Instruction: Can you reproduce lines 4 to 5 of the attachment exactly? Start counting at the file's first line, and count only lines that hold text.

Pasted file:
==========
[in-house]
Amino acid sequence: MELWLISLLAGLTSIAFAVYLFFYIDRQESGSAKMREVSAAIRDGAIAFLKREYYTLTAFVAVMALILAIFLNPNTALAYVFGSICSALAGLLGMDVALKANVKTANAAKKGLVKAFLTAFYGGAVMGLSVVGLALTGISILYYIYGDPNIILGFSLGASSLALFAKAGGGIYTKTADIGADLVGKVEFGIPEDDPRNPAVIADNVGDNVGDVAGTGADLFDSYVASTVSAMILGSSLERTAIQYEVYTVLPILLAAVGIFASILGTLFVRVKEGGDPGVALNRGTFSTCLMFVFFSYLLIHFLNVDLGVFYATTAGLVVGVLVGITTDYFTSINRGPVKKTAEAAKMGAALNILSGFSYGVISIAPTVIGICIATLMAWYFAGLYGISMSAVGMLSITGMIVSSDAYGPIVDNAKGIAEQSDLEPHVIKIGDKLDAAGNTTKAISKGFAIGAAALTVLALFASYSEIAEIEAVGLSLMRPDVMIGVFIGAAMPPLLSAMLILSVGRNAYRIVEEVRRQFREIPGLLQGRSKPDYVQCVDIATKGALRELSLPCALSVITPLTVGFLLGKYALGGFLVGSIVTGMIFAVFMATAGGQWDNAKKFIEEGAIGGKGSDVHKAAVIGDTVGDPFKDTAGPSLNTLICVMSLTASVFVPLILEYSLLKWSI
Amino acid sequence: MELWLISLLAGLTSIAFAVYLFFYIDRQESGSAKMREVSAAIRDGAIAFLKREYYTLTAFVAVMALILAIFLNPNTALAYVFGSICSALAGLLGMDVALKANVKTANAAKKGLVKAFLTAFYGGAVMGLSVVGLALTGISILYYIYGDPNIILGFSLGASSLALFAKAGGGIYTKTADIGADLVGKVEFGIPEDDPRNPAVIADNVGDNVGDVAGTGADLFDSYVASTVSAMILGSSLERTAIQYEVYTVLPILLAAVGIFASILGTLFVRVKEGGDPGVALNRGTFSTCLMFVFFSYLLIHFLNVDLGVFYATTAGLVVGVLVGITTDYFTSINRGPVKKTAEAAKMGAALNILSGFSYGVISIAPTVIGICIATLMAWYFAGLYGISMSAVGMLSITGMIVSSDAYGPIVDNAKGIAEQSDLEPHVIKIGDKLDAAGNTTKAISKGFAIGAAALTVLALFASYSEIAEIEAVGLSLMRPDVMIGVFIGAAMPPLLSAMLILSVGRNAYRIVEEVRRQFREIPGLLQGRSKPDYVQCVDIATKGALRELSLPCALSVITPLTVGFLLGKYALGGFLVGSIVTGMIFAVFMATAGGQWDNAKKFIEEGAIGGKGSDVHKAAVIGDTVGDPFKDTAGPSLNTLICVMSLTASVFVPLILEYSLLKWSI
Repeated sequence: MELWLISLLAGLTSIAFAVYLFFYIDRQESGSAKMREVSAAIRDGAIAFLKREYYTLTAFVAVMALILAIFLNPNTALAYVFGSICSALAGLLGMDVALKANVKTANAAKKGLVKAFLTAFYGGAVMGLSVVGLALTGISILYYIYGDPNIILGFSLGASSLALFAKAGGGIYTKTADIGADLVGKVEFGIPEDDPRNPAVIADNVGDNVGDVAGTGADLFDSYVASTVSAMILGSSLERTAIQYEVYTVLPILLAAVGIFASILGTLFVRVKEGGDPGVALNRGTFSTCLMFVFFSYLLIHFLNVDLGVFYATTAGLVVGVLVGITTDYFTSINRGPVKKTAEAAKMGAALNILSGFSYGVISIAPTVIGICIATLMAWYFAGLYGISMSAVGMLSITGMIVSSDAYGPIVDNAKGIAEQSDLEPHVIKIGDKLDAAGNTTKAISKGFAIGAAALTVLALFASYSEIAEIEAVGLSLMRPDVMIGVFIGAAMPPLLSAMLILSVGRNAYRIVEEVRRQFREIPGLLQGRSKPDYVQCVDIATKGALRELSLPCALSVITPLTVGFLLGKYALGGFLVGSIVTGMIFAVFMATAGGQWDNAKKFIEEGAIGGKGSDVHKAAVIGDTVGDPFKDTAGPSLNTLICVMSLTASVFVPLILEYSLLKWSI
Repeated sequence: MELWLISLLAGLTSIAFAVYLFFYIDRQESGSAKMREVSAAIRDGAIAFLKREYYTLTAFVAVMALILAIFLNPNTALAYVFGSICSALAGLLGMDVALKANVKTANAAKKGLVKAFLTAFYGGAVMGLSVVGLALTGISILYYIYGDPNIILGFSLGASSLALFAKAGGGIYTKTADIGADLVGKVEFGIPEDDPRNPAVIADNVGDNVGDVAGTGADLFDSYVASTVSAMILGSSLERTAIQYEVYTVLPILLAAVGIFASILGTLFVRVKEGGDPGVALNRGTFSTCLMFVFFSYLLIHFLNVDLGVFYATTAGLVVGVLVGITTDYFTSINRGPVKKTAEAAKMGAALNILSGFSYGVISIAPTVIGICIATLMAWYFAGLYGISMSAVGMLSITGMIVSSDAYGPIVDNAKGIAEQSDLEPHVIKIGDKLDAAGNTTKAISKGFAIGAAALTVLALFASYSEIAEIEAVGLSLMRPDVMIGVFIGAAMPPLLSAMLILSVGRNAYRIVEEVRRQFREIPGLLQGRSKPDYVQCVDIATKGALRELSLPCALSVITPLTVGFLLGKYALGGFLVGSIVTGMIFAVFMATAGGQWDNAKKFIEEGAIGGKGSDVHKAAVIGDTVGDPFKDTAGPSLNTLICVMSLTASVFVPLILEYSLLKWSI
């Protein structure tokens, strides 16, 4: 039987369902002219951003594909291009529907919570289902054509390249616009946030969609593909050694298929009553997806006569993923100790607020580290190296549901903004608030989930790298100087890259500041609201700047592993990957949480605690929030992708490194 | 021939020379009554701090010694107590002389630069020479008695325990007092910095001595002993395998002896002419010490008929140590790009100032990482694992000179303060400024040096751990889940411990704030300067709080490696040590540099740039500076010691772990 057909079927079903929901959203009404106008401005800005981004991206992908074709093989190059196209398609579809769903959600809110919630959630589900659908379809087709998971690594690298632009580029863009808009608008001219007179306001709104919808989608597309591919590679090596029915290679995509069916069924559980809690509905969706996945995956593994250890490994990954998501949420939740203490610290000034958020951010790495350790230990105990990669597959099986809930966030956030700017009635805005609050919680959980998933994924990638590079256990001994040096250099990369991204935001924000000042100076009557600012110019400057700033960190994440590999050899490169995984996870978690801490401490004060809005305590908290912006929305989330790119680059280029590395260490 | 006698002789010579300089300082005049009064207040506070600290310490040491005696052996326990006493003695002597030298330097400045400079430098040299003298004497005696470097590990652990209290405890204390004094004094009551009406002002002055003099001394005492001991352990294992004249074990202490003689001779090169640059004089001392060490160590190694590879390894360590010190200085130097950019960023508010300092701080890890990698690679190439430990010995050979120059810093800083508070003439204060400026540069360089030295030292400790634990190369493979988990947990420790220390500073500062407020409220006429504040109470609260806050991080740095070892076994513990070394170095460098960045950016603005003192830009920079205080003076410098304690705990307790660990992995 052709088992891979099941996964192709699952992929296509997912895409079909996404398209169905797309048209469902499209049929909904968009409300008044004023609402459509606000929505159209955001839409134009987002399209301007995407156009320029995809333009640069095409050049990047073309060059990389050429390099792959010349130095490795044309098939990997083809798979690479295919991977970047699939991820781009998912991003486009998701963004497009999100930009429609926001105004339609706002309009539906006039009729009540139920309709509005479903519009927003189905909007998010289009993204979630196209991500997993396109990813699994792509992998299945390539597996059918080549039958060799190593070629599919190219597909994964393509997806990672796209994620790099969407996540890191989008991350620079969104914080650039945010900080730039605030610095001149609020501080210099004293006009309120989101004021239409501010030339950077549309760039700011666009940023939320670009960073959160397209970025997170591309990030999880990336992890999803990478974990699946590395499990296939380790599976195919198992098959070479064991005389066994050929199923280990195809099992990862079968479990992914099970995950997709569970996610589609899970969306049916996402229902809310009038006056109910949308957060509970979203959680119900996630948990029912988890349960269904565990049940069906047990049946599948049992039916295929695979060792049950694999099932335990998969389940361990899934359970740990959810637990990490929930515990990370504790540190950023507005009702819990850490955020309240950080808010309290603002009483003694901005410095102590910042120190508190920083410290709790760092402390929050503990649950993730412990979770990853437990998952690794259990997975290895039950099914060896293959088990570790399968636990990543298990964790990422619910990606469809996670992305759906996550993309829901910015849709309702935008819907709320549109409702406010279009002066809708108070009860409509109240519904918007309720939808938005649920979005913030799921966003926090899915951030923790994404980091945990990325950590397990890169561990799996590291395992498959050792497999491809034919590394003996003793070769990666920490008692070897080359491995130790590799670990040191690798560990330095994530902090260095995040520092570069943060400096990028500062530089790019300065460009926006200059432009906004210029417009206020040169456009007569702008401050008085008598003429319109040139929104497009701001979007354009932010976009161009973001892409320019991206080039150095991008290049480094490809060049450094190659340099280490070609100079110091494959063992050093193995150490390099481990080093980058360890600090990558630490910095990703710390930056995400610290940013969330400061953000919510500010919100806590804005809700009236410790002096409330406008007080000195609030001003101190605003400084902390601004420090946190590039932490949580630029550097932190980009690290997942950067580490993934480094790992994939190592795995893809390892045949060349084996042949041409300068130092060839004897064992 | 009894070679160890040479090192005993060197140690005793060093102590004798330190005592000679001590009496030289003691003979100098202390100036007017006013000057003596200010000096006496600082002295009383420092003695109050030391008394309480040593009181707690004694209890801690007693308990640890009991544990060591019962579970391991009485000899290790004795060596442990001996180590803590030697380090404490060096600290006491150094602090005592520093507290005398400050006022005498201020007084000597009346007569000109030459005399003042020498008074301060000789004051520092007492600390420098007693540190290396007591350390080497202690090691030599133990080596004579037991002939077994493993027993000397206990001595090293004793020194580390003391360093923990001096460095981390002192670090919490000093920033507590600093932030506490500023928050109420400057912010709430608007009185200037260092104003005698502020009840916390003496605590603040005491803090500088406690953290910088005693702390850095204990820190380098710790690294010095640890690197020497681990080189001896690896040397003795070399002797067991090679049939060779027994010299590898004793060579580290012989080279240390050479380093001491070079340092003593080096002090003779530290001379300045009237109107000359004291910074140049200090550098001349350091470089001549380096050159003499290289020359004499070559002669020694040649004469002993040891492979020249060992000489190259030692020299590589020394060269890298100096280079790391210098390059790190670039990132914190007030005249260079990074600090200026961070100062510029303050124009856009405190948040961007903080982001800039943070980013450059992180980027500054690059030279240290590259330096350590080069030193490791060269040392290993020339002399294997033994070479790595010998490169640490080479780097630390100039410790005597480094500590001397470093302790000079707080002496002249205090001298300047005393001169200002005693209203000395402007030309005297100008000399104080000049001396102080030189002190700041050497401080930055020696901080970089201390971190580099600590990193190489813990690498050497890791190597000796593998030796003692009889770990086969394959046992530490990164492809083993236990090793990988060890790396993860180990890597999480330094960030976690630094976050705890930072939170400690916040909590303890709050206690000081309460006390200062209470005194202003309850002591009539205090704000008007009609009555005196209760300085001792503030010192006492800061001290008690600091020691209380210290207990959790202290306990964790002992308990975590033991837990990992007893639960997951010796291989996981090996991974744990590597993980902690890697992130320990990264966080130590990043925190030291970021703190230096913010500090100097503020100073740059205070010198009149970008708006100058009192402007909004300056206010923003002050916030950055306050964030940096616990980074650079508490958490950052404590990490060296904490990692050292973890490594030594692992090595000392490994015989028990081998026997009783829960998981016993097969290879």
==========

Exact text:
Repeated sequence: MELWLISLLAGLTSIAFAVYLFFYIDRQESGSAKMREVSAAIRDGAIAFLKREYYTLTAFVAVMALILAIFLNPNTALAYVFGSICSALAGLLGMDVALKANVKTANAAKKGLVKAFLTAFYGGAVMGLSVVGLALTGISILYYIYGDPNIILGFSLGASSLALFAKAGGGIYTKTADIGADLVGKVEFGIPEDDPRNPAVIADNVGDNVGDVAGTGADLFDSYVASTVSAMILGSSLERTAIQYEVYTVLPILLAAVGIFASILGTLFVRVKEGGDPGVALNRGTFSTCLMFVFFSYLLIHFLNVDLGVFYATTAGLVVGVLVGITTDYFTSINRGPVKKTAEAAKMGAALNILSGFSYGVISIAPTVIGICIATLMAWYFAGLYGISMSAVGMLSITGMIVSSDAYGPIVDNAKGIAEQSDLEPHVIKIGDKLDAAGNTTKAISKGFAIGAAALTVLALFASYSEIAEIEAVGLSLMRPDVMIGVFIGAAMPPLLSAMLILSVGRNAYRIVEEVRRQFREIPGLLQGRSKPDYVQCVDIATKGALRELSLPCALSVITPLTVGFLLGKYALGGFLVGSIVTGMIFAVFMATAGGQWDNAKKFIEEGAIGGKGSDVHKAAVIGDTVGDPFKDTAGPSLNTLICVMSLTASVFVPLILEYSLLKWSI
Repeated sequence: MELWLISLLAGLTSIAFAVYLFFYIDRQESGSAKMREVSAAIRDGAIAFLKREYYTLTAFVAVMALILAIFLNPNTALAYVFGSICSALAGLLGMDVALKANVKTANAAKKGLVKAFLTAFYGGAVMGLSVVGLALTGISILYYIYGDPNIILGFSLGASSLALFAKAGGGIYTKTADIGADLVGKVEFGIPEDDPRNPAVIADNVGDNVGDVAGTGADLFDSYVASTVSAMILGSSLERTAIQYEVYTVLPILLAAVGIFASILGTLFVRVKEGGDPGVALNRGTFSTCLMFVFFSYLLIHFLNVDLGVFYATTAGLVVGVLVGITTDYFTSINRGPVKKTAEAAKMGAALNILSGFSYGVISIAPTVIGICIATLMAWYFAGLYGISMSAVGMLSITGMIVSSDAYGPIVDNAKGIAEQSDLEPHVIKIGDKLDAAGNTTKAISKGFAIGAAALTVLALFASYSEIAEIEAVGLSLMRPDVMIGVFIGAAMPPLLSAMLILSVGRNAYRIVEEVRRQFREIPGLLQGRSKPDYVQCVDIATKGALRELSLPCALSVITPLTVGFLLGKYALGGFLVGSIVTGMIFAVFMATAGGQWDNAKKFIEEGAIGGKGSDVHKAAVIGDTVGDPFKDTAGPSLNTLICVMSLTASVFVPLILEYSLLKWSI